Interventions to foster resilience in nursing staff: A systematic review and meta-analyses of pre-pandemic evidence

Angela M. Kunzler, Andrea Chmitorz, Nikolaus Röthke, Marlene Staginnus, Sarah K. Schäfer, Jutta Stoffers-Winterling, Klaus Lieb

Research output: Contribution to journalReview articlepeer-review


Background: Given the chronic work-related stressors experienced by nursing staff in today's healthcare systems, international evidence suggests an elevated risk of developing stress-related mental symptoms. Therefore, identifying effective methods to foster resilience (i.e., maintenance or fast recovery of mental health despite stressor exposure) seems crucial. To date, little is known about the efficacy of these interventions in nurses. Objective: This systematic review aimed at summarizing the evidence on the pre-pandemic efficacy of psychological interventions to foster resilience, to improve mental symptoms and well-being as well as to promote resilience factors in nurses. Based on training programs with evidence for positive effects on resilience and mental health in meta-analyses, we aimed at identifying important and helpful intervention techniques. Design: Systematic review and meta-analyses based on a Cochrane review on pre-pandemic resilience interventions in healthcare professionals. Data sources: MEDLINE, Embase, CENTRAL and 11 other databases were searched until June 2020 to identify eligible randomized controlled trials. Trial registers, reference lists and contact with authors were additional sources. Review methods: Two reviewers independently assessed study eligibility and extracted data. The Cochrane risk of bias assessment tool was used to evaluate the risk of bias of included studies. We conducted random-effects pairwise meta-analyses for five primary outcomes, including resilience. The intervention contents and techniques were narratively synthesized. Results: Of 39,794 records retrieved, 24 studies were included in the review (N = 1879 randomized participants), 17 in meta-analyses (n = 1020 participants). At post-intervention, we found very-low certainty evidence of moderate effects in favor of resilience training for resilience (standardized mean difference [SMD] 0.39; 95% CI [confidence interval] 0.12–0.66) and well-being (SMD 0.44; 95% CI 0.15–0.72), while there was no evidence of effects on symptoms of anxiety, depression and stress. The improvement of well-being was sustained in the short-term (≤ 3 months), with additional delayed benefits for anxiety and stress. There was no evidence of effects at later follow-ups, with the caveat of only three available studies. Among nine programs with evidence of positive moderate effect sizes, intervention contents included mindfulness and relaxation, psychoeducation, emotion regulation, cognitive strategies, problem-solving and the strengthening of internal and external resources. Conclusions: Given the chronic stressor exposure in nursing staff, our findings may guide both the design and implementation of nurse-directed resilience interventions. To improve the certainty of evidence, more rigorous high-quality research using improved study designs (e.g., larger sample sizes, longer follow-up periods) is urgently needed. Registration: PROSPERO 2017 CRD42017082827.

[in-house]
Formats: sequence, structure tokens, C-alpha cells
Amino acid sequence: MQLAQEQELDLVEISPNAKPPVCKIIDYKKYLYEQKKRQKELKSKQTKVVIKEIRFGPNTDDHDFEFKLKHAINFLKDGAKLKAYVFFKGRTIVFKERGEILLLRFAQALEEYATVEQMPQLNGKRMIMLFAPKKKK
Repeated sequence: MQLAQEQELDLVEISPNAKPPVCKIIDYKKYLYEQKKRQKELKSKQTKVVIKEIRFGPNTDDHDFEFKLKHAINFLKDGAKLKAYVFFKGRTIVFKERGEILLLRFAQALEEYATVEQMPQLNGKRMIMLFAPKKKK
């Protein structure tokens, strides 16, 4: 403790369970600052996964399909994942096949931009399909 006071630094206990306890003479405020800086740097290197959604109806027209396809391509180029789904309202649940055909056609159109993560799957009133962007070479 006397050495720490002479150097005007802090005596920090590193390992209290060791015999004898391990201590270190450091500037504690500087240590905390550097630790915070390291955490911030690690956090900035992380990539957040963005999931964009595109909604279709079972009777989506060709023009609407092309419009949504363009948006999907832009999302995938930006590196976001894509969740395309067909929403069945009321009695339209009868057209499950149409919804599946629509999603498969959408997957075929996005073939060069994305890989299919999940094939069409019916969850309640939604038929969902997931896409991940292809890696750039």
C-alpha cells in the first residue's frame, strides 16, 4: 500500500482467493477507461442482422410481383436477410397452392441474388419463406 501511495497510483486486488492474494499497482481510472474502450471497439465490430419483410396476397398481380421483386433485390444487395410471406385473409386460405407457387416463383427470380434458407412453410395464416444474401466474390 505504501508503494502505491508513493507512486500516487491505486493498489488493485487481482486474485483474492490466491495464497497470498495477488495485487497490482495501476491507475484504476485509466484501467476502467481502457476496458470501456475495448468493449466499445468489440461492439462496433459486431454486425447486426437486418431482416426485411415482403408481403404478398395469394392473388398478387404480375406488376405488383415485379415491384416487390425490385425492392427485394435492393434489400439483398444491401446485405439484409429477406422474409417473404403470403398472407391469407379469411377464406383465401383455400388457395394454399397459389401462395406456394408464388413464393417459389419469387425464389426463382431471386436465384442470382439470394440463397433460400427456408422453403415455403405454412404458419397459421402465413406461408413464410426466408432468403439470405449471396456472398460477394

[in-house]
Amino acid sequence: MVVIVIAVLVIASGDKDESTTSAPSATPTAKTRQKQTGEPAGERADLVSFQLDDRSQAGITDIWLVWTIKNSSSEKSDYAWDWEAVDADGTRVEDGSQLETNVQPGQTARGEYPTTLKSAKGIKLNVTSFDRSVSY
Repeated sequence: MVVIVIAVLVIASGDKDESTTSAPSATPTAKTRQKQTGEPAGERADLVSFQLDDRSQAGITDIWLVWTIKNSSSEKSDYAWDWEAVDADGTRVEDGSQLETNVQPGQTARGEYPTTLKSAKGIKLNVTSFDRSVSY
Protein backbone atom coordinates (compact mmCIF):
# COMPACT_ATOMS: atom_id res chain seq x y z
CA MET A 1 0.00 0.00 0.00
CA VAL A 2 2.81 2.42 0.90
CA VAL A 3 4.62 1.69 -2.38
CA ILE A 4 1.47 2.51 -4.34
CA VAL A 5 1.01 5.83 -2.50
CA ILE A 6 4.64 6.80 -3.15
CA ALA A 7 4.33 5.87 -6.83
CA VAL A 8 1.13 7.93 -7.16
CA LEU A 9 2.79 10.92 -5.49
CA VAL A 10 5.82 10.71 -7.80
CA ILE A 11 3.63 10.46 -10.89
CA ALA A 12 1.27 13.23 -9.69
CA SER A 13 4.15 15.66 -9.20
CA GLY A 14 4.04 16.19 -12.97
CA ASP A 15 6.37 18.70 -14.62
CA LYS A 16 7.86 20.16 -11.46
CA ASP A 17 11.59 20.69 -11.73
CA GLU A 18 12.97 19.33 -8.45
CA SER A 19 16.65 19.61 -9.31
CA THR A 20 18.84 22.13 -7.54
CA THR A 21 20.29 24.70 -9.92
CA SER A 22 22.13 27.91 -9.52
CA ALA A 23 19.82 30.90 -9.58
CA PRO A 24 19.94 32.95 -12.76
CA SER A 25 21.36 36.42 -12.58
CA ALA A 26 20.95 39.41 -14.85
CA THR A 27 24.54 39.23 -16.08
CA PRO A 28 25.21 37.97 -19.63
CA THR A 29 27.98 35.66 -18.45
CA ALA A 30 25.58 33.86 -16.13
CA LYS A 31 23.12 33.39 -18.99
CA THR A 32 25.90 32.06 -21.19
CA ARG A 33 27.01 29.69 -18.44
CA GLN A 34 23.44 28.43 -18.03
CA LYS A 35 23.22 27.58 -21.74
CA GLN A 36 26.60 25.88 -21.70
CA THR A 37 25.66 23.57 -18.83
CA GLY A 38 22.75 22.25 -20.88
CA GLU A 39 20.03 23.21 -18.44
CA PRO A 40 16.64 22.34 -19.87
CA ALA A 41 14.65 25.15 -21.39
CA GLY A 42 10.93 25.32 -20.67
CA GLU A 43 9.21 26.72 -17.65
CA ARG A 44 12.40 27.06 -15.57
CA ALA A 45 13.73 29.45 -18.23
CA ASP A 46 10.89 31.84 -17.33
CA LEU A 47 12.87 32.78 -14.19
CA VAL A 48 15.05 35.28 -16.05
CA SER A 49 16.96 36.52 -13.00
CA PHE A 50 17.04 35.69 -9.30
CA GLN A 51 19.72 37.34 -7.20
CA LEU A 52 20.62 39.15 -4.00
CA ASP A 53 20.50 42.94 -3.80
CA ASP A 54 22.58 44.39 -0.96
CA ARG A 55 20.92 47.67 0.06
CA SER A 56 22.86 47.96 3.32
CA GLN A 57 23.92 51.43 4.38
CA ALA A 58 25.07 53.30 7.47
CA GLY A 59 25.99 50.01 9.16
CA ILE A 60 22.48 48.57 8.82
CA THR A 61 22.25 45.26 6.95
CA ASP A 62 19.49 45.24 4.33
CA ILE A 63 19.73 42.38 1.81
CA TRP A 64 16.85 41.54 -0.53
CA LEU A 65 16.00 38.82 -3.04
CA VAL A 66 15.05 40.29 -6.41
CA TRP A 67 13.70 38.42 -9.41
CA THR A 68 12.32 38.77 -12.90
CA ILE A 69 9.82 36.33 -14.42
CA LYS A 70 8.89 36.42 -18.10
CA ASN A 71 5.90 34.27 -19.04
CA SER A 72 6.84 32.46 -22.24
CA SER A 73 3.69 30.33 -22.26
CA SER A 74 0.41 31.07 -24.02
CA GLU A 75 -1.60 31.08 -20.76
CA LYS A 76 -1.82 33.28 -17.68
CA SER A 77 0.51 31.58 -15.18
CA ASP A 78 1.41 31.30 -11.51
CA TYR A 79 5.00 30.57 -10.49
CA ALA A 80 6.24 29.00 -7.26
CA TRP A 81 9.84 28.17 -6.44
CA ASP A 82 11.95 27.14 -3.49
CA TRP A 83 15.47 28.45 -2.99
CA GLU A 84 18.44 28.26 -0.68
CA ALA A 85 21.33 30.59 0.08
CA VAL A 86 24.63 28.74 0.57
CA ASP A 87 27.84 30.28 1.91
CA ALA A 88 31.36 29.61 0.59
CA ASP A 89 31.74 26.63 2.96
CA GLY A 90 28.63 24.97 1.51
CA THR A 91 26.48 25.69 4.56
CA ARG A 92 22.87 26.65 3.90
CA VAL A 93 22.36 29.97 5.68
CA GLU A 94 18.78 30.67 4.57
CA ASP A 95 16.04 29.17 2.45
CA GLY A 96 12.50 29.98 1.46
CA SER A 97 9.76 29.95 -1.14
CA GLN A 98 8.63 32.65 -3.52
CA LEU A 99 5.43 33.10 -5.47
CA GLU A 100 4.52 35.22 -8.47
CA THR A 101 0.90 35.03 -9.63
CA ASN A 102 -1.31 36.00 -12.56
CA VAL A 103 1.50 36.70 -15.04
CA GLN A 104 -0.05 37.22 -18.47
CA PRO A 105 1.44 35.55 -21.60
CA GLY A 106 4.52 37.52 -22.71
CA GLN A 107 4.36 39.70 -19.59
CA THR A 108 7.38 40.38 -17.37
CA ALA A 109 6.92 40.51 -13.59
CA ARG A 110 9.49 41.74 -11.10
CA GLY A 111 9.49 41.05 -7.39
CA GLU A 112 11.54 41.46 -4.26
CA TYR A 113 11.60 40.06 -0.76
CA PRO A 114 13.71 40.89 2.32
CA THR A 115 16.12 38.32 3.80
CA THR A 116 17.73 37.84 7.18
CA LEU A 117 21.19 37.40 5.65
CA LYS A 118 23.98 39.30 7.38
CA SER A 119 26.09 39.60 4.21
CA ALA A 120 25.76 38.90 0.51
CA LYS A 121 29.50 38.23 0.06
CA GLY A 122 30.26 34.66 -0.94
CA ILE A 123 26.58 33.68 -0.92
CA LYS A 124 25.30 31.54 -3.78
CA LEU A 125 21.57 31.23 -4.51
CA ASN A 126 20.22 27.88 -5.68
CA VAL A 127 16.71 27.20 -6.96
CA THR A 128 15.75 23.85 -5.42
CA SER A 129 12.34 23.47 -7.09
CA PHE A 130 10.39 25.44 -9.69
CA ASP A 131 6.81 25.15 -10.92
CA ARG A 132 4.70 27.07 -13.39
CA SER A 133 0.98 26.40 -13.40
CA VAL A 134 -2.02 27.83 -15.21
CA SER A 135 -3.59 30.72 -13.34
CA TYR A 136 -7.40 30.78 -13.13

Original languageEnglish
Article number104312
JournalInternational Journal of Nursing Studies
Early online date16 Jun 2022
Publication statusPublished - 31 Oct 2022


  • Mental health
  • Meta-analysis
  • Nursing staff
  • Resilience
  • Resilience training
  • Systematic review

ASJC Scopus subject areas

  • Nursing(all)


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